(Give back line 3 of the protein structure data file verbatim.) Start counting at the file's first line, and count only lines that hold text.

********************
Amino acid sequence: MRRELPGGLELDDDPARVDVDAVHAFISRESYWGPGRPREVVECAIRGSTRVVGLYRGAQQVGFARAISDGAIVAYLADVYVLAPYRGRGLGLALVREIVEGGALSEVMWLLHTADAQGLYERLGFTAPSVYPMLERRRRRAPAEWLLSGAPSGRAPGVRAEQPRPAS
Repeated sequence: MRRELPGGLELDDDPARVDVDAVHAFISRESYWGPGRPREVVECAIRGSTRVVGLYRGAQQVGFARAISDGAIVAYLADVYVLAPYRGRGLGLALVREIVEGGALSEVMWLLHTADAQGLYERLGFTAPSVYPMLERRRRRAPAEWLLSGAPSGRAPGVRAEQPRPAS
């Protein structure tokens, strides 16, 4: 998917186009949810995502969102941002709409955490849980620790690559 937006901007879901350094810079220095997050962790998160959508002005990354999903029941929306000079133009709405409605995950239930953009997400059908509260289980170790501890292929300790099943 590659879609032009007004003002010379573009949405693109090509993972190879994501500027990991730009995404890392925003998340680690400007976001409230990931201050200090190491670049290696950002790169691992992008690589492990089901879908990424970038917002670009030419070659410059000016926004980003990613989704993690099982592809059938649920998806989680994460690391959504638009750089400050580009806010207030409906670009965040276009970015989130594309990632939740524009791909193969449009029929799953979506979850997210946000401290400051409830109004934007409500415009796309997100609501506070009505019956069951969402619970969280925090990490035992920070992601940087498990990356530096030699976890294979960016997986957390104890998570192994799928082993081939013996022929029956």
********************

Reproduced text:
């Protein structure tokens, strides 16, 4: 998917186009949810995502969102941002709409955490849980620790690559 937006901007879901350094810079220095997050962790998160959508002005990354999903029941929306000079133009709405409605995950239930953009997400059908509260289980170790501890292929300790099943 590659879609032009007004003002010379573009949405693109090509993972190879994501500027990991730009995404890392925003998340680690400007976001409230990931201050200090190491670049290696950002790169691992992008690589492990089901879908990424970038917002670009030419070659410059000016926004980003990613989704993690099982592809059938649920998806989680994460690391959504638009750089400050580009806010207030409906670009965040276009970015989130594309990632939740524009791909193969449009029929799953979506979850997210946000401290400051409830109004934007409500415009796309997100609501506070009505019956069951969402619970969280925090990490035992920070992601940087498990990356530096030699976890294979960016997986957390104890998570192994799928082993081939013996022929029956």